Daily Archive: 08/04/2015

Aug 04 2015

The State of The District of Columbia

The topic of statehood for the District of Columbia became the hot topic of discussion on Monday after John Oliver, host of HBO’s “Last Week Tonight,” brought attention to disenfranchisement of more than 600,000 voters who live in the District.

“They pay federal taxes, and fight in wars,” Oliver said, “and yet have no member of Congress who’s able to vote on their behalf, even though their population is larger than Vermont and Wyoming, and their gross domestic product is higher than that of 16 states.” [..]

“Isn’t this just how countries treat their capital cities? It actually isn’t,” he said. “We’re the only democracy in the world that does this.” [..]

“It seems that Congress just forces riders on DC whenever they disapprove of how they’re spending their own money,” Oliver said. “They are treating more than 600,000 people right now like children.”

German Lopez at “Vox” has an excellent primer the problem of D.C. statehood with answers to 6 questions you were too disenfranchised to ask

Aug 04 2015

Punting the Pundits

“Punting the Pundits” is an Open Thread. It is a selection of editorials and opinions from around the news medium and the internet blogs. The intent is to provide a forum for your reactions and opinions, not just to the opinions presented, but to what ever you find important.

Thanks to ek hornbeck, click on the link and you can access all the past “Punting the Pundits”.

Follow us on Twitter @StarsHollowGzt

David Cay Johntson: Flat wages show the US doesn’t have a labor market

Government action is required to correct imbalance in employer power

Another warning sign of our fragile economy popped up Friday in the latest quarterly employment-cost-index report, which measures the total cost of labor to employers. The index rose by one-fifth of 1 percent – the smallest increase since the data series was launched in 1982.

Without real growth in wages the economy cannot grow because the capacity of people to buy goods and services – what economists call aggregate demand – will remain flat.

This is a problem that we can fix, and there are three obvious ways to address it. But it requires the involvement of government, which makes the rules governing the market. If there is one thing that centuries of experience have taught, it is this: Whatever the rules, businesses adapt.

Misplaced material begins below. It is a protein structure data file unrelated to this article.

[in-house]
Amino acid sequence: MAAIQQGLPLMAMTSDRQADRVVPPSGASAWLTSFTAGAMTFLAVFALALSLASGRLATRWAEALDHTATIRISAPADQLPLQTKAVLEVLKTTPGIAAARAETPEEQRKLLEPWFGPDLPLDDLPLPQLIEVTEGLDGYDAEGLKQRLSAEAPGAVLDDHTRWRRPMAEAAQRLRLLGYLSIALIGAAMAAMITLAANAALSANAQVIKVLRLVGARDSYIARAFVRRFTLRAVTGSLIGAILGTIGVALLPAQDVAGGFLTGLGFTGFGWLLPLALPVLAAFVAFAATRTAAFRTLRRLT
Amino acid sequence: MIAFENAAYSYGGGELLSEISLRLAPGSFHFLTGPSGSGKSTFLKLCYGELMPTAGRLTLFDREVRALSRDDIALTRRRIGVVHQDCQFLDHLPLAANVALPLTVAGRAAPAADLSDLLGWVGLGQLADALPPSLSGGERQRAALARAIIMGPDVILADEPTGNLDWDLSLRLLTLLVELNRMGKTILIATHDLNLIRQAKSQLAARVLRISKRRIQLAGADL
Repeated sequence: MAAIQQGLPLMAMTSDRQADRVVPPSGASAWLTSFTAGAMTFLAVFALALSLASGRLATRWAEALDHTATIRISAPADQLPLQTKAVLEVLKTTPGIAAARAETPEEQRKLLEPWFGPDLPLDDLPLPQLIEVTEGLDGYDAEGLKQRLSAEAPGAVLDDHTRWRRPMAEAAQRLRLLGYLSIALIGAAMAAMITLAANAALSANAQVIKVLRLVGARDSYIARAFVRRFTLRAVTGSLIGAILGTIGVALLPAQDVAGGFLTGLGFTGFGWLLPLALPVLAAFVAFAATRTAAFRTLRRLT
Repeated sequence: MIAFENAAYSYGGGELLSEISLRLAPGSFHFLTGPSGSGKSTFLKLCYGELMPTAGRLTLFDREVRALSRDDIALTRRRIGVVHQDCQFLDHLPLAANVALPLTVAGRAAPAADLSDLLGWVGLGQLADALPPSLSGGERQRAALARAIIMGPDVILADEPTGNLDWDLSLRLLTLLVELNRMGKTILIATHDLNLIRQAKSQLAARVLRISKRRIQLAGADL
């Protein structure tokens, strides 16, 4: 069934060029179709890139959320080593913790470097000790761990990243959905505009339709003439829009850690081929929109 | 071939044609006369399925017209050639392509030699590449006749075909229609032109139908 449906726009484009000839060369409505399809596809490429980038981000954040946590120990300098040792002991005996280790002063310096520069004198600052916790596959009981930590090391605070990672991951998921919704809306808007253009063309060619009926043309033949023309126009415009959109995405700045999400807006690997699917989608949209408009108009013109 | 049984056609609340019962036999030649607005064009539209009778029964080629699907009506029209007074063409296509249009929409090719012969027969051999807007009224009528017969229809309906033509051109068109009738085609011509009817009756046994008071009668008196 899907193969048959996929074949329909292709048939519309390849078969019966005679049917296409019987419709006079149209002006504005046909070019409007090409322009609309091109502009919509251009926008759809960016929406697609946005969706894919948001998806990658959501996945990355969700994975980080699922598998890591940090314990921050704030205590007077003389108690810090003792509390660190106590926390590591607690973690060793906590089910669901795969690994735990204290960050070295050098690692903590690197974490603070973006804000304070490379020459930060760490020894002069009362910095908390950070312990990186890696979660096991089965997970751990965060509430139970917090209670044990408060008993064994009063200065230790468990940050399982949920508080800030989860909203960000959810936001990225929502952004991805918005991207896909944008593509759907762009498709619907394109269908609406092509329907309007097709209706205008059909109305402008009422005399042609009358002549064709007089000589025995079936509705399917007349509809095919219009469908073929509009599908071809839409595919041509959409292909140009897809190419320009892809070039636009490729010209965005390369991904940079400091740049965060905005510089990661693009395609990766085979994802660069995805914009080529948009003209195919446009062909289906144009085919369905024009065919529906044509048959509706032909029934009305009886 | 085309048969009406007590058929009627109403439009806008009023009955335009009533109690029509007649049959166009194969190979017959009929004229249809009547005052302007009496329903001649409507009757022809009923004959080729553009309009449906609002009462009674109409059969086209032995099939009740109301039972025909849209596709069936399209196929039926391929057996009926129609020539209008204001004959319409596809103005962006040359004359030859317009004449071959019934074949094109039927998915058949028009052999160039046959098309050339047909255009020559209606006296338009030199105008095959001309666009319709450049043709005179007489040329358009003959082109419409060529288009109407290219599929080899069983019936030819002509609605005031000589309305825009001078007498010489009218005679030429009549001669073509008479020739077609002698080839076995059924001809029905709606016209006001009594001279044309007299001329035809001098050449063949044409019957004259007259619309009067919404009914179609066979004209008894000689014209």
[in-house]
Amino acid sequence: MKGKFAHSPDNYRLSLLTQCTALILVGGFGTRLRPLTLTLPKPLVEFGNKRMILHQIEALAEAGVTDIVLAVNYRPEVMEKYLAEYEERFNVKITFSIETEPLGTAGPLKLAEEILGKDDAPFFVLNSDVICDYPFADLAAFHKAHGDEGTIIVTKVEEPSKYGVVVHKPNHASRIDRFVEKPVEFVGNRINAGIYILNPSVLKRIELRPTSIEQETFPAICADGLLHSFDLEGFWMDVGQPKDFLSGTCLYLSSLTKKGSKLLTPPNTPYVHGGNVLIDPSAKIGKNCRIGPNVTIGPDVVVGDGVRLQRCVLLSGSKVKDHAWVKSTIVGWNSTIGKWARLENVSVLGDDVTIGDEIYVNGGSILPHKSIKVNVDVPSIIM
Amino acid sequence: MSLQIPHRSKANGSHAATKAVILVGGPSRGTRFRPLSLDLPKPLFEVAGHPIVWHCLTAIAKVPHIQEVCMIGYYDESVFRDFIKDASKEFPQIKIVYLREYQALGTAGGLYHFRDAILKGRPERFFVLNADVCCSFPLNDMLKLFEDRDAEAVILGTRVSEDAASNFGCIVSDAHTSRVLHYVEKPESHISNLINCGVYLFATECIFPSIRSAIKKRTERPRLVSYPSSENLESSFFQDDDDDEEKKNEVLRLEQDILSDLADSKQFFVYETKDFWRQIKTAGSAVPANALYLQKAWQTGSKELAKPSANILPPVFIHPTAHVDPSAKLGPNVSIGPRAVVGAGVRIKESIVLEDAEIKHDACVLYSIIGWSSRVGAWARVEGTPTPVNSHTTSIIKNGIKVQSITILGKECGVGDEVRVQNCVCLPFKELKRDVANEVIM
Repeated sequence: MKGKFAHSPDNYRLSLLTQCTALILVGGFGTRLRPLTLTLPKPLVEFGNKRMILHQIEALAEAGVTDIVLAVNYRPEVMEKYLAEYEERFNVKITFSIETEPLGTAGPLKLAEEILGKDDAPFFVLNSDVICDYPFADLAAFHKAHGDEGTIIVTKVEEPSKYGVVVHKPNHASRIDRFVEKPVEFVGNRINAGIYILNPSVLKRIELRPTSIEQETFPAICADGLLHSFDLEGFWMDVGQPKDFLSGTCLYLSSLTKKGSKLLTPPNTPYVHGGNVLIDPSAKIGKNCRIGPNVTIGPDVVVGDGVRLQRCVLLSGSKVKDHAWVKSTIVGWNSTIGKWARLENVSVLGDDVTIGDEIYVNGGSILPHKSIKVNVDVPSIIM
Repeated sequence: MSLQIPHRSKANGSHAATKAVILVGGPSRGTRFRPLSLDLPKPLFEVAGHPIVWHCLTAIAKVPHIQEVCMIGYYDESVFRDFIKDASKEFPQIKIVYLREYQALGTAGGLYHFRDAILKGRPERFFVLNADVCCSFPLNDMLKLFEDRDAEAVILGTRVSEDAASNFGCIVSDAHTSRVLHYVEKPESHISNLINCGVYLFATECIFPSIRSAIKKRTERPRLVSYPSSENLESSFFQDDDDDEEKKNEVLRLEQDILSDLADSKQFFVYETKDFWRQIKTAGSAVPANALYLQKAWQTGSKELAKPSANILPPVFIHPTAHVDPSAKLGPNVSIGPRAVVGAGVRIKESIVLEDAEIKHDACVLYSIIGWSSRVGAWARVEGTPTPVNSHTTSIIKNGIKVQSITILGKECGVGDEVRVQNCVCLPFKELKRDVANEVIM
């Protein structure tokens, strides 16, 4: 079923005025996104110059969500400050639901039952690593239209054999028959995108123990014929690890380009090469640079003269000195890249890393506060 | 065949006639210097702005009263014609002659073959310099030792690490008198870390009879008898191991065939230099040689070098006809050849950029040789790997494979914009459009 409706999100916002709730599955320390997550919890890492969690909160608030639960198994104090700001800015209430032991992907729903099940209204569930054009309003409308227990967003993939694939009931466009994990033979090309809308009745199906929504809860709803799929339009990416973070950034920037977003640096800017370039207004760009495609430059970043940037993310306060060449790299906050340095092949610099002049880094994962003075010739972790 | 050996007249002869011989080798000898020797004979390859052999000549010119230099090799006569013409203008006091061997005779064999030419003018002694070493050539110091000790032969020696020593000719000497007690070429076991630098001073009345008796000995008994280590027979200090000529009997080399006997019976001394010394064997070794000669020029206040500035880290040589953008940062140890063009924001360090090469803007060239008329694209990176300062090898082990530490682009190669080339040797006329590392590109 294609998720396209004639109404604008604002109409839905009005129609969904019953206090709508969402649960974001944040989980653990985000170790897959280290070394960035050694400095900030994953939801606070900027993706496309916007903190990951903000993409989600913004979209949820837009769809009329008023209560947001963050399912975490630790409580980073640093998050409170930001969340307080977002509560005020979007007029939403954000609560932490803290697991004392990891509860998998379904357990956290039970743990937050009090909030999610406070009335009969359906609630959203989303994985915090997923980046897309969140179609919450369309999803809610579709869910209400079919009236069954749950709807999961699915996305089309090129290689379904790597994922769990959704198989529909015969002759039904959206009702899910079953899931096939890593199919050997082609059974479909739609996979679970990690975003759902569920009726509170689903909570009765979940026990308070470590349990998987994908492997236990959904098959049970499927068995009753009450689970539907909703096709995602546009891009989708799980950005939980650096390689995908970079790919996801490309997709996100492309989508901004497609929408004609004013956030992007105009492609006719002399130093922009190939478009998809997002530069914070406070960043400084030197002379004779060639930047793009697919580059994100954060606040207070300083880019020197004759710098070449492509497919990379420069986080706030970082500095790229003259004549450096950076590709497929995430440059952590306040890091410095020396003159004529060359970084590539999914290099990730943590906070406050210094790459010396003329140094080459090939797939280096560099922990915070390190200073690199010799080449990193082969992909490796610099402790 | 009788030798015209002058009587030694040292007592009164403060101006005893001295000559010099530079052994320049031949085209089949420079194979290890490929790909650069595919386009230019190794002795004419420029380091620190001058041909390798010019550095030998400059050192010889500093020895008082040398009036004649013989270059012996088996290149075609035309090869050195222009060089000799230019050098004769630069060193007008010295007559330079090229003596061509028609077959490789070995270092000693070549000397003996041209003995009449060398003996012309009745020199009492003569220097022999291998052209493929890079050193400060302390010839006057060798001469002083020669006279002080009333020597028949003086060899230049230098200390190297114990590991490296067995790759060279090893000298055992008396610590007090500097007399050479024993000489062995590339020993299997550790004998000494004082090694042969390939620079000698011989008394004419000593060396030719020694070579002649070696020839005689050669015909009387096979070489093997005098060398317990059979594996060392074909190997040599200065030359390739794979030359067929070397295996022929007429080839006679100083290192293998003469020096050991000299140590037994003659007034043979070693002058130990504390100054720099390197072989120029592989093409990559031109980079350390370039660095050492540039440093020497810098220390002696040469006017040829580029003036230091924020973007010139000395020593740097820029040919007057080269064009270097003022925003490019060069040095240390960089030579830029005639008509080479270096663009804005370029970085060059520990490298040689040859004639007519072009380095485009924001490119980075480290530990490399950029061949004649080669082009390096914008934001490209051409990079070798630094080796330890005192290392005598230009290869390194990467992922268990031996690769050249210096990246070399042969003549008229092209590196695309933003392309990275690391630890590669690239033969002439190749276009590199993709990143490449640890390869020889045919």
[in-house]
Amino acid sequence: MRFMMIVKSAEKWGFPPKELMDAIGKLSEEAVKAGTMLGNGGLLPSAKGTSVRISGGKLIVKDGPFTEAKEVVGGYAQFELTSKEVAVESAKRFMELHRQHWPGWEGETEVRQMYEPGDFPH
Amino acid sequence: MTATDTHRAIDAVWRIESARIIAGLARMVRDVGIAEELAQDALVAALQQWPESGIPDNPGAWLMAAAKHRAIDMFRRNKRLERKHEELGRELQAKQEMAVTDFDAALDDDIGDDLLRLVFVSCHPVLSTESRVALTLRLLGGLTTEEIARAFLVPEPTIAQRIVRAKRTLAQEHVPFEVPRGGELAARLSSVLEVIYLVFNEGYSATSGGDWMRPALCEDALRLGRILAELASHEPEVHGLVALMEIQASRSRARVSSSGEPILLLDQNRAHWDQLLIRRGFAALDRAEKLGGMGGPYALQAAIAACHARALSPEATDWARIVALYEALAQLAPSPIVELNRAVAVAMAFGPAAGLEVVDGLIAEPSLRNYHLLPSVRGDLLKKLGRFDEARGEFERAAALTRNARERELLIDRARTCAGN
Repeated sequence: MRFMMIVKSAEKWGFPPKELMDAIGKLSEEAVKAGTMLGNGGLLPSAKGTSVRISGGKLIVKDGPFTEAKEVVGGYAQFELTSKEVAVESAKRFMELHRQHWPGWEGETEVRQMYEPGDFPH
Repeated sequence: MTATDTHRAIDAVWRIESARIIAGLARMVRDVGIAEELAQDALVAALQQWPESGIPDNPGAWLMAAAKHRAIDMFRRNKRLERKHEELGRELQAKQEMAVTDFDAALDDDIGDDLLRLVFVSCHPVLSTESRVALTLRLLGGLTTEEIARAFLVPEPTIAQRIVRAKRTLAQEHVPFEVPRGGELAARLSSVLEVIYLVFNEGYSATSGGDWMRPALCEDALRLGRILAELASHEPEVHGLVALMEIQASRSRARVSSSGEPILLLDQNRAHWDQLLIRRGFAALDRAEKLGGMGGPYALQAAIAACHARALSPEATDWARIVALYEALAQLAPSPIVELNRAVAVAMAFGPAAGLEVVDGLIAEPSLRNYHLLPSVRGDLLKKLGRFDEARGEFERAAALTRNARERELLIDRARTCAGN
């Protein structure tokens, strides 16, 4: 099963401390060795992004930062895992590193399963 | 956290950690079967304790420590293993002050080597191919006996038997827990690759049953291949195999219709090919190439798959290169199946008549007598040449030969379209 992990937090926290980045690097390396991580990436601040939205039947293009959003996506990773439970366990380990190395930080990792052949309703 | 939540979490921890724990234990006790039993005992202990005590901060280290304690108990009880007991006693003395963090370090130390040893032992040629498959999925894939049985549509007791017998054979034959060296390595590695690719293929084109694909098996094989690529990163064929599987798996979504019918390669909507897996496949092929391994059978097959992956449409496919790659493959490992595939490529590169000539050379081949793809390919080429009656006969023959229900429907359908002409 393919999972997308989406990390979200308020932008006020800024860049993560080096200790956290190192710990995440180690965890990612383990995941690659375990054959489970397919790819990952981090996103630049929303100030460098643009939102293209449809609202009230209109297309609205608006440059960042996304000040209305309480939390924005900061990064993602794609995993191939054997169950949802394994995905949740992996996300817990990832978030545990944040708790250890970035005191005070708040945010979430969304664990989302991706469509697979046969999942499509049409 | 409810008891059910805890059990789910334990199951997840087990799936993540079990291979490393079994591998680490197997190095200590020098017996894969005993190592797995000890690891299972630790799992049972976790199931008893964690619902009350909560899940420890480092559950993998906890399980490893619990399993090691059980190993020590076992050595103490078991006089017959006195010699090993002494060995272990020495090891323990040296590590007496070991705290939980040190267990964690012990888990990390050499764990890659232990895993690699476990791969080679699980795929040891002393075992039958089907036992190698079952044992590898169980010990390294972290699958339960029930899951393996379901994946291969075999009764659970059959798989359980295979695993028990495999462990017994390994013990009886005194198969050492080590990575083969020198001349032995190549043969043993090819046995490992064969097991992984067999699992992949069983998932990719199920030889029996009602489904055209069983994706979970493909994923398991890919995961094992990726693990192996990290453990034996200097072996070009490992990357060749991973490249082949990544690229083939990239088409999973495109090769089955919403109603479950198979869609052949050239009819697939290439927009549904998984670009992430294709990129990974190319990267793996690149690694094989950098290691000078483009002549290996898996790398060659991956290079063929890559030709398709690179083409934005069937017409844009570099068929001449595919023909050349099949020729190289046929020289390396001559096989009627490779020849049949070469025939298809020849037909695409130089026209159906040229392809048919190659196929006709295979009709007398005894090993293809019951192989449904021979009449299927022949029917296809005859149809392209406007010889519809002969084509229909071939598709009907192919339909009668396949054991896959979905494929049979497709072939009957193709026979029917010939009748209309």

Dean Baker: Bernie Sanders, Open Borders and a Serious Route to Global Equality

Some progressives expressed dismay last week to discover that Bernie Sanders, the Vermont Senator and candidate for the Democratic presidential nomination, doesn’t favor a policy of open immigration. While such a policy would undoubtedly allow billions of people in the developing world to improve their lives, there are not many people in the United States who relish the idea of the country’s population tripling or quadrupling over the next three or four decades.

It is hard to justify people in the United States living so much better and longer lives than people in places like Bangladesh or Burundi, just like it’s hard to justify the children of the rich and privileged in the United States living so much better and longer lives than their poorer counterparts, but there is not a plausible story where this inequality will be addressed by mass immigration. There are however more serious ways to think about addressing global inequality.

David Dayen: Don’t look now, but the TPP just hit a major snag

What once looked like a foregone conclusion now appears stalled by major policy disagreements. What’s next?

Since the passage of fast-track authority, the biggest obstacle to more corporate-written international trade deals like the Trans-Pacific Partnership (TPP) has not been unions or environmentalists or public health advocates. It’s been the calendar. And jostling by TPP member countries over domestic priorities may have just created such a calendar problem that we will not see a deal completed by the end of the Obama presidency.